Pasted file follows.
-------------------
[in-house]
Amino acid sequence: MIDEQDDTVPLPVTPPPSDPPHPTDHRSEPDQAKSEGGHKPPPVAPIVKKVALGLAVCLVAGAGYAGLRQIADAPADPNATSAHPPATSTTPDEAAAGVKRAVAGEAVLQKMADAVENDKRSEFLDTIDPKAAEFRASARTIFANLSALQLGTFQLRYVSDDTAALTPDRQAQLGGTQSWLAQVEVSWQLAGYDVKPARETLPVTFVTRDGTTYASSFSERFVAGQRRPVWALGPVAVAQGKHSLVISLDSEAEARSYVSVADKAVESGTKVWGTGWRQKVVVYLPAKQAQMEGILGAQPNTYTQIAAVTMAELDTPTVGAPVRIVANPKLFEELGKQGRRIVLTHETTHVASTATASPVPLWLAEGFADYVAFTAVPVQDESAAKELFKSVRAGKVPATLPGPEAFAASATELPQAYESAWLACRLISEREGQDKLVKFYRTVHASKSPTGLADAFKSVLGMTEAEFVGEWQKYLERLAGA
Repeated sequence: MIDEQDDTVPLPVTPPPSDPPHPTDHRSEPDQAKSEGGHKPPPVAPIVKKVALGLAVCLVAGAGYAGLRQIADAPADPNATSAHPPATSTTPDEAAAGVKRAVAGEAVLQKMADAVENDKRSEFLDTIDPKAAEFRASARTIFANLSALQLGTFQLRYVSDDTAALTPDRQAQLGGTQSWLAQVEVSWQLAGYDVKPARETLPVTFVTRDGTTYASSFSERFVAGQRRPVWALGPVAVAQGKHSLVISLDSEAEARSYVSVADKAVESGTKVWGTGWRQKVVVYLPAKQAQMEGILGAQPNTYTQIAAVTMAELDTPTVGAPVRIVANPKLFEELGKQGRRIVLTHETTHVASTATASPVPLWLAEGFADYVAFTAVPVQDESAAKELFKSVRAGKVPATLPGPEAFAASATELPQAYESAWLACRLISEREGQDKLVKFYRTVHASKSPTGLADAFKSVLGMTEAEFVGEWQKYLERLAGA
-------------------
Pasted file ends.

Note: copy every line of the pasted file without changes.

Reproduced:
[in-house]
Amino acid sequence: MIDEQDDTVPLPVTPPPSDPPHPTDHRSEPDQAKSEGGHKPPPVAPIVKKVALGLAVCLVAGAGYAGLRQIADAPADPNATSAHPPATSTTPDEAAAGVKRAVAGEAVLQKMADAVENDKRSEFLDTIDPKAAEFRASARTIFANLSALQLGTFQLRYVSDDTAALTPDRQAQLGGTQSWLAQVEVSWQLAGYDVKPARETLPVTFVTRDGTTYASSFSERFVAGQRRPVWALGPVAVAQGKHSLVISLDSEAEARSYVSVADKAVESGTKVWGTGWRQKVVVYLPAKQAQMEGILGAQPNTYTQIAAVTMAELDTPTVGAPVRIVANPKLFEELGKQGRRIVLTHETTHVASTATASPVPLWLAEGFADYVAFTAVPVQDESAAKELFKSVRAGKVPATLPGPEAFAASATELPQAYESAWLACRLISEREGQDKLVKFYRTVHASKSPTGLADAFKSVLGMTEAEFVGEWQKYLERLAGA
Repeated sequence: MIDEQDDTVPLPVTPPPSDPPHPTDHRSEPDQAKSEGGHKPPPVAPIVKKVALGLAVCLVAGAGYAGLRQIADAPADPNATSAHPPATSTTPDEAAAGVKRAVAGEAVLQKMADAVENDKRSEFLDTIDPKAAEFRASARTIFANLSALQLGTFQLRYVSDDTAALTPDRQAQLGGTQSWLAQVEVSWQLAGYDVKPARETLPVTFVTRDGTTYASSFSERFVAGQRRPVWALGPVAVAQGKHSLVISLDSEAEARSYVSVADKAVESGTKVWGTGWRQKVVVYLPAKQAQMEGILGAQPNTYTQIAAVTMAELDTPTVGAPVRIVANPKLFEELGKQGRRIVLTHETTHVASTATASPVPLWLAEGFADYVAFTAVPVQDESAAKELFKSVRAGKVPATLPGPEAFAASATELPQAYESAWLACRLISEREGQDKLVKFYRTVHASKSPTGLADAFKSVLGMTEAEFVGEWQKYLERLAGA